To help “move the needle” on the housing market and add more units at rates affordable to Boiseans, city staff is hoping to meet a goal of building 1,250 units for those making less than 60% of AMI in the next five years. The city will attempt to meet this goal with a minimum of five affordable housing projects on land the city owns and explore the possibility of homeownership in mixed-income, multifamily properties for low-income Boiseans.
The projects for housing city staff are moving ahead on now include Franklin & Orchard and State & Arthur, as well as a new housing development as part of the reconstruction of Fire Station 5 in downtown Boise, the redevelopment of the city’s affordable housing at 1025 S. Capitol Boulevard and the relocation of the city’s maintenance facilities to allow for housing development next to Julia Davis Park, the former Fire Logistics and the city’s radio shop on 17th Street. The development of these sites could net the city as many as 719 units.
Preserving housing is cheaper than new construction
The other element of the plan includes preserving existing affordable housing.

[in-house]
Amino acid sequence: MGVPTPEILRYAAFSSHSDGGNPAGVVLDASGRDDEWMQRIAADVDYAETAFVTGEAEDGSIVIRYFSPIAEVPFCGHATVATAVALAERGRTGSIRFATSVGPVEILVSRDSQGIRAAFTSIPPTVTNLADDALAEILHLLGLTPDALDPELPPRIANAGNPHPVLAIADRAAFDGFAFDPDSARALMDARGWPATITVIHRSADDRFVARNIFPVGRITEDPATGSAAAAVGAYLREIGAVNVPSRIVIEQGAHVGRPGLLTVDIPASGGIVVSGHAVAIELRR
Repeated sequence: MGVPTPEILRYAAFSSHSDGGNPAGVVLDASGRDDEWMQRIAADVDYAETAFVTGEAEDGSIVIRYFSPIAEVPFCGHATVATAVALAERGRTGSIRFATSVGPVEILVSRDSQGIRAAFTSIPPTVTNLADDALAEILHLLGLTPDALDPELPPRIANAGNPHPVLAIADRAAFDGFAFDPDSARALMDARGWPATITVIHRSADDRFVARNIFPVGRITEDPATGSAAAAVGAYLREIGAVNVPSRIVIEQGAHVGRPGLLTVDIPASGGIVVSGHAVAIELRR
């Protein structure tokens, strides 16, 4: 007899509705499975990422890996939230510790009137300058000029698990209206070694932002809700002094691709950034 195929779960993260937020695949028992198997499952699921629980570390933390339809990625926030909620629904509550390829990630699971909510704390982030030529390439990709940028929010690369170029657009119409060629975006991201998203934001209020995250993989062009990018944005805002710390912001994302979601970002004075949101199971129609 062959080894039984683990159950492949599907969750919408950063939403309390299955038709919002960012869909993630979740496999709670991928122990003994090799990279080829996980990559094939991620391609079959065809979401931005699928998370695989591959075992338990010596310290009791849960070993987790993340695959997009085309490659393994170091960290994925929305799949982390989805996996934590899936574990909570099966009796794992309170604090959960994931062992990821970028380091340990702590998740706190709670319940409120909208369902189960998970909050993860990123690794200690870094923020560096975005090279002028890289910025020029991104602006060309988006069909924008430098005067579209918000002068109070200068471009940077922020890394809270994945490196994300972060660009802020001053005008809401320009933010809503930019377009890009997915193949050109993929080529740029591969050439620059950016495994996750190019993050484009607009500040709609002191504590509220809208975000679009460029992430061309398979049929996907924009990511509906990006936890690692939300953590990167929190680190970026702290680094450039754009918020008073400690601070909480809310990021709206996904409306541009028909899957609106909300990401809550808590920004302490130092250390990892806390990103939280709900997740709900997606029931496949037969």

These projects are typically referred to as NOAH (Naturally Occurring Affordable Housing) and include units that are typically older and have low rents without government subsidy, but because of the hot housing market they could be redeveloped and force residents out. The city is hoping to preserve 1,000 of these units in the next five years with a combination of strategies.
The city’s first priority is to find ways to extend the affordability requirements for properties built with subsidies that will soon expire and no longer have rent caps. The other strategy the city is looking at is to use its funding to assist “mission driven” property owners in buying aging complexes or upgrading them in exchange for requirements that the rents remain affordable.
City Council President Elaine Clegg said the city should also look into ways they can work with older landlords who would like to see their properties remain low cost, but might not have a way to ensure they stay affordable in the long-term.
“A fair number of them, if they had a choice, would offer the tenants some way forward with this property that allowed the heirs to see some of the money from it but also allowed them to keep the property and keep it affordable,” Clegg said.